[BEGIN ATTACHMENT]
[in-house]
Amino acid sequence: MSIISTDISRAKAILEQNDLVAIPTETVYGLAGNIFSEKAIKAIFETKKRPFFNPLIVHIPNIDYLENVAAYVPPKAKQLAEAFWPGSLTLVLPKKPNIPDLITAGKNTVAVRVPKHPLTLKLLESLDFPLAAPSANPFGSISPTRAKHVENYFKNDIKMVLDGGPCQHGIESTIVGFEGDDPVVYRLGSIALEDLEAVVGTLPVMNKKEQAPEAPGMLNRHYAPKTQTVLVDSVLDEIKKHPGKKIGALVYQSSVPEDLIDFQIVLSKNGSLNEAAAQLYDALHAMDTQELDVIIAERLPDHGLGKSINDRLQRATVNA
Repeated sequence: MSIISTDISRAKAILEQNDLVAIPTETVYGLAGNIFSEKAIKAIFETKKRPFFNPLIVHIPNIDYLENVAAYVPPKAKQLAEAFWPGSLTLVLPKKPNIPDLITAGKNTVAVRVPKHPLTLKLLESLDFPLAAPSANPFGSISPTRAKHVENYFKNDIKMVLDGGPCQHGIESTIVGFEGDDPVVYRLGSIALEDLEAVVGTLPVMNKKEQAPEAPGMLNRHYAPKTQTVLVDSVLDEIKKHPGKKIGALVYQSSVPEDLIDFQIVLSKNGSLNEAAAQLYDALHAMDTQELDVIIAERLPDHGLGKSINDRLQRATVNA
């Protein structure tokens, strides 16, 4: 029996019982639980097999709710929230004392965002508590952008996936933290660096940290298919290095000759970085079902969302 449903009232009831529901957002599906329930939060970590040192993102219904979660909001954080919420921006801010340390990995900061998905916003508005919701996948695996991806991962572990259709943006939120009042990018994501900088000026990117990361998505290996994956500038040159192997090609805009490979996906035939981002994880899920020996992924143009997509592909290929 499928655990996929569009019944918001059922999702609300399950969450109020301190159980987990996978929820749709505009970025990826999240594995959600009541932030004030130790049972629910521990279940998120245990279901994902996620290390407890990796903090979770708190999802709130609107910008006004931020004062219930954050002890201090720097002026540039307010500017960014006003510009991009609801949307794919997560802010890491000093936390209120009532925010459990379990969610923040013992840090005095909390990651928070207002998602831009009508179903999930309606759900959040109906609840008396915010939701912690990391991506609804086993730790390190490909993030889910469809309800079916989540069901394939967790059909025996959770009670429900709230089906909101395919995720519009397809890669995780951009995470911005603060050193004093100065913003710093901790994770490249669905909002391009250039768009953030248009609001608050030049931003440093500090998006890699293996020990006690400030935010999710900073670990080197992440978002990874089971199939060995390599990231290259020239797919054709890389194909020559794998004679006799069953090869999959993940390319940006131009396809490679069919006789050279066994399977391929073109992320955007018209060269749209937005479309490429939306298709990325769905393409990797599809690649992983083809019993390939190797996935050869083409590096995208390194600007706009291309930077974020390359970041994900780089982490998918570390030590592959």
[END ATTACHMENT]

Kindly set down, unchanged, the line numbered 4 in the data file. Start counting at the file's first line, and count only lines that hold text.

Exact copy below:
């Protein structure tokens, strides 16, 4: 029996019982639980097999709710929230004392965002508590952008996936933290660096940290298919290095000759970085079902969302 449903009232009831529901957002599906329930939060970590040192993102219904979660909001954080919420921006801010340390990995900061998905916003508005919701996948695996991806991962572990259709943006939120009042990018994501900088000026990117990361998505290996994956500038040159192997090609805009490979996906035939981002994880899920020996992924143009997509592909290929 499928655990996929569009019944918001059922999702609300399950969450109020301190159980987990996978929820749709505009970025990826999240594995959600009541932030004030130790049972629910521990279940998120245990279901994902996620290390407890990796903090979770708190999802709130609107910008006004931020004062219930954050002890201090720097002026540039307010500017960014006003510009991009609801949307794919997560802010890491000093936390209120009532925010459990379990969610923040013992840090005095909390990651928070207002998602831009009508179903999930309606759900959040109906609840008396915010939701912690990391991506609804086993730790390190490909993030889910469809309800079916989540069901394939967790059909025996959770009670429900709230089906909101395919995720519009397809890669995780951009995470911005603060050193004093100065913003710093901790994770490249669905909002391009250039768009953030248009609001608050030049931003440093500090998006890699293996020990006690400030935010999710900073670990080197992440978002990874089971199939060995390599990231290259020239797919054709890389194909020559794998004679006799069953090869999959993940390319940006131009396809490679069919006789050279066994399977391929073109992320955007018209060269749209937005479309490429939306298709990325769905393409990797599809690649992983083809019993390939190797996935050869083409590096995208390194600007706009291309930077974020390359970041994900780089982490998918570390030590592959």